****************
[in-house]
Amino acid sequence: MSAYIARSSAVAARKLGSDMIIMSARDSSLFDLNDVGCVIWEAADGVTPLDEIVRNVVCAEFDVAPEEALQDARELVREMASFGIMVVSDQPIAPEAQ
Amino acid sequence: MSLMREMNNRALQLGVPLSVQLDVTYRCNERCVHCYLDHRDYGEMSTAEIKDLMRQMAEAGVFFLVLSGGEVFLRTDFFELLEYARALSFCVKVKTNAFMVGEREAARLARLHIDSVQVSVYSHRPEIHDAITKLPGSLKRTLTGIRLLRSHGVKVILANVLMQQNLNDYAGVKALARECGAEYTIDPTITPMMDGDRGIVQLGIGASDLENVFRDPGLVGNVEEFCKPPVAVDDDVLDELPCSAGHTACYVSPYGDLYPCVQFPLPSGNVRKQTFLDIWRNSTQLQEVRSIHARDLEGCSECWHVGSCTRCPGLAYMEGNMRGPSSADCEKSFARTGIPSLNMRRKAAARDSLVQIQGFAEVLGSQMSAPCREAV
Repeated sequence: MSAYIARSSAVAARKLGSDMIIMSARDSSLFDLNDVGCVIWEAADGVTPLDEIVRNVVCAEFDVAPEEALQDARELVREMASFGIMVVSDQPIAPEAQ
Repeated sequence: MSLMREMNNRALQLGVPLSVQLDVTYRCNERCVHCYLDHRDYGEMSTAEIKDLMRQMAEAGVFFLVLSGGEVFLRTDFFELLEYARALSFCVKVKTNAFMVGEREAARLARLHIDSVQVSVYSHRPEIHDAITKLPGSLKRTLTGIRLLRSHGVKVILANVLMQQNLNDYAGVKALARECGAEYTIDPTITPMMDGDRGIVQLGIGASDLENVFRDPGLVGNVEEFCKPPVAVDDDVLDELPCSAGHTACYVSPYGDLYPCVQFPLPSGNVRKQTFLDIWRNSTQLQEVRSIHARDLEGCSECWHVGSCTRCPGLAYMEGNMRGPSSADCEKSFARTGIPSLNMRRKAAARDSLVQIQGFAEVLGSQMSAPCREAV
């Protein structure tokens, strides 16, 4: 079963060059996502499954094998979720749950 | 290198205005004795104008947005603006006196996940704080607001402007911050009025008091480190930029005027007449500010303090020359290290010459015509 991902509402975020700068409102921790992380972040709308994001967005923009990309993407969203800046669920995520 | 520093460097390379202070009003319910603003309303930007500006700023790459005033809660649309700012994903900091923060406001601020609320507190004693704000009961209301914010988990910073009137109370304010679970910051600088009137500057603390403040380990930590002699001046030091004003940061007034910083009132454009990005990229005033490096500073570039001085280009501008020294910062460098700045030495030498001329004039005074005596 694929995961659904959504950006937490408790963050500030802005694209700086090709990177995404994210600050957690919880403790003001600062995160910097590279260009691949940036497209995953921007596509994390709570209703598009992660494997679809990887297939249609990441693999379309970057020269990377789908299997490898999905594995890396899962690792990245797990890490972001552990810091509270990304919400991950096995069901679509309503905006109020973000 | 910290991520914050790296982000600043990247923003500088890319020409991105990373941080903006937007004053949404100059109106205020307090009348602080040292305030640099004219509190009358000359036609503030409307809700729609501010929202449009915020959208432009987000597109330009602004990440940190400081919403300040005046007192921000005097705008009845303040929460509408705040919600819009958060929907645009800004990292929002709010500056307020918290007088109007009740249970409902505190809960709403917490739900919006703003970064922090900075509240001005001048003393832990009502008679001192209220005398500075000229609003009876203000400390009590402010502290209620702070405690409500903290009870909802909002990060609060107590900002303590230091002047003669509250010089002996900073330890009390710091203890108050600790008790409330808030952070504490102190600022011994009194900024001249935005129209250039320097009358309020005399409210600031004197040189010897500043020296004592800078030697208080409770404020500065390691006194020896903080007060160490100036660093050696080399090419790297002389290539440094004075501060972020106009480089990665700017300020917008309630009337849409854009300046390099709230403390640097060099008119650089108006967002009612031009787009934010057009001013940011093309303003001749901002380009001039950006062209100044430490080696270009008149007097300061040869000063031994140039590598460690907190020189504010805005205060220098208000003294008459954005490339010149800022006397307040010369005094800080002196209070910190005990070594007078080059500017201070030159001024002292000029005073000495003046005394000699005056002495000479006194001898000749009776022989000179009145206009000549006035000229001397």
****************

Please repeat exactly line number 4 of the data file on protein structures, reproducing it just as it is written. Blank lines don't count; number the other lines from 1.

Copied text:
Repeated sequence: MSAYIARSSAVAARKLGSDMIIMSARDSSLFDLNDVGCVIWEAADGVTPLDEIVRNVVCAEFDVAPEEALQDARELVREMASFGIMVVSDQPIAPEAQ